We discussed that Non-Fungible Tokens (NFTs) aren’t actual cryptocurrencies but instead tokens on a blockchain that represent ownership of a digital creation like art, collectibles, or even real estate.
What makes them non-fungible is that you can’t replace one for another like you would exchange one dollar for another with no loss in value. Even if you create 1,000 copies of the same image or file and mint the same number of NFTs to represent ownership of them, each copy of the image will be uniquely identifiable from the other 999 pieces based on the metadata that each NFT token contains.
The Ethereum blockchain holds over 90% of the market share in terms of hosting NFTs. Other blockchains include Solana, Polygon, Cardano, Tezos. Without blockchains, NFTs lose their inherent property as immutable.
Prices on NFTs listed for sale via auction are driven by supply and demand, and therefore volatile. Marketplaces can be used to buy an NFT at a fixed price or function as a virtual auction, much like the exchange system for buying and selling cryptocurrencies and stocks. The higher the demand, the higher the price.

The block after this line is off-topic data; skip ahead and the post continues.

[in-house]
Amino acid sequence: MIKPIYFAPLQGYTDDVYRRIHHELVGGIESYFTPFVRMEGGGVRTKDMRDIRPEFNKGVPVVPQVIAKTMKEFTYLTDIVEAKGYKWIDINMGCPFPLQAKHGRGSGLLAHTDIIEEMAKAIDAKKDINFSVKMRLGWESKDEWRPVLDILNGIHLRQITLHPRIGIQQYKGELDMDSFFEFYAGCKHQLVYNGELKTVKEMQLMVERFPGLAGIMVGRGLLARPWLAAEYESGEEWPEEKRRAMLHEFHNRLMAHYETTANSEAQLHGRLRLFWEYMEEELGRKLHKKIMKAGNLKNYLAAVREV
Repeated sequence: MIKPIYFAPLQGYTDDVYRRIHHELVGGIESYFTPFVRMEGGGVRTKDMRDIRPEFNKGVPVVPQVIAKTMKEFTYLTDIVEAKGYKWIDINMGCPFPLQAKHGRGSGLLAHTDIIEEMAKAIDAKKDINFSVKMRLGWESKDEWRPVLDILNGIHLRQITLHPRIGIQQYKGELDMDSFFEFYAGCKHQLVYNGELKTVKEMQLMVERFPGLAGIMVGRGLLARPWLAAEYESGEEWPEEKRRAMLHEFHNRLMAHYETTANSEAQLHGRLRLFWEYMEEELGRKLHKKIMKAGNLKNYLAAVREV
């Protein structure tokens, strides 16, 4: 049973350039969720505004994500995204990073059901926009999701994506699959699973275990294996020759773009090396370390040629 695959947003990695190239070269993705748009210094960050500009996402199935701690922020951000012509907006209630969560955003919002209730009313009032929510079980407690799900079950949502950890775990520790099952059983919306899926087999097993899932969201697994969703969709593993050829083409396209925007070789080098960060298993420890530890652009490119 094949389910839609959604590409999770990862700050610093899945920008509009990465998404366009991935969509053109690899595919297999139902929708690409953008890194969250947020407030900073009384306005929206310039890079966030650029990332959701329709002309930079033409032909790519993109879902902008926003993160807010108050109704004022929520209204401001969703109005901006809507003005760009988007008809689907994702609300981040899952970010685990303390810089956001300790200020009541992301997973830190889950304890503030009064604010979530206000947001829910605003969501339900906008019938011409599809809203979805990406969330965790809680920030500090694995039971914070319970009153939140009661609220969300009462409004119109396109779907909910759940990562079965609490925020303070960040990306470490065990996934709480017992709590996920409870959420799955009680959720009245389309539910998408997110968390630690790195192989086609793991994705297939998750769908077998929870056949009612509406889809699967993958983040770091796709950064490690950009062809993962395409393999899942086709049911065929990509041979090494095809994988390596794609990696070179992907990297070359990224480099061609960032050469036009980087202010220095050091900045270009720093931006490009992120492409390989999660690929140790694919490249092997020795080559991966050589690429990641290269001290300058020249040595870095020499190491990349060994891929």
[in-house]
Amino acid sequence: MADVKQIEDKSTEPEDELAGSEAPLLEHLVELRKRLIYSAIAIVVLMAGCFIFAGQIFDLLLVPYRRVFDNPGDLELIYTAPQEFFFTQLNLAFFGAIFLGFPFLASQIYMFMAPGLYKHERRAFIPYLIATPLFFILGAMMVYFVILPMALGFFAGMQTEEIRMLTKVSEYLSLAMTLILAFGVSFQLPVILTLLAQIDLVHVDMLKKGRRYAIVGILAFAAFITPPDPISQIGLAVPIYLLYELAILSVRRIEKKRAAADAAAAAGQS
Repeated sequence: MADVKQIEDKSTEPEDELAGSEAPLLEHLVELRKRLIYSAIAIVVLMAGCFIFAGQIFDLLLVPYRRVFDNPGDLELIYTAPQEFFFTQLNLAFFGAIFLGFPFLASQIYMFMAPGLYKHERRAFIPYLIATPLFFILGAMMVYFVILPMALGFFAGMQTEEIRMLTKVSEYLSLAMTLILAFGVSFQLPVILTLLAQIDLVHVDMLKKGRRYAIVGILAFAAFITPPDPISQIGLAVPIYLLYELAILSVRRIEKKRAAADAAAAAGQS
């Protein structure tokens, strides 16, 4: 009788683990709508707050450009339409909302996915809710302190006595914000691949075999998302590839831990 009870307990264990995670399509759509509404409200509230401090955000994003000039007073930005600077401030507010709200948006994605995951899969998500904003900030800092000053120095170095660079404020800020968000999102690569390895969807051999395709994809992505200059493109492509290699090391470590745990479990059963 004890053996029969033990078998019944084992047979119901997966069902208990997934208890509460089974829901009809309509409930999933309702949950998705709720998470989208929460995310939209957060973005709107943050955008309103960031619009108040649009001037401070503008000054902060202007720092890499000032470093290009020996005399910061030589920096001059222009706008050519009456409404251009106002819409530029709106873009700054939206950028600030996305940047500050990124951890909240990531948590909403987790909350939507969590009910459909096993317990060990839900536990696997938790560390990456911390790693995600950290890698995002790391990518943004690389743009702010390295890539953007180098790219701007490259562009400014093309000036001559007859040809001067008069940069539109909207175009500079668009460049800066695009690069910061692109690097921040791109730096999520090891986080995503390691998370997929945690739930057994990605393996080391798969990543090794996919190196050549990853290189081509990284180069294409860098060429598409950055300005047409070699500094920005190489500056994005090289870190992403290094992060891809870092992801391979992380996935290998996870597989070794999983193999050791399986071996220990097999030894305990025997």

Make sure that you read the NFT license agreement to determine your rights as a buyer. Also look at the history of the asset's ownership, and whether, once owned, an asset could be used to generate income.
Once you own an NFT, the digital asset is (usually) yours to do with as you please. You can keep it as a collectible, display it for others to see, or use it as part of a larger digital project. You can also list it for sale.
When it comes to buying NFTs for their value as a collectible, they are a speculative investment driven by demand. There's no set rule for figuring out which collectible will increase in value and which ones won't.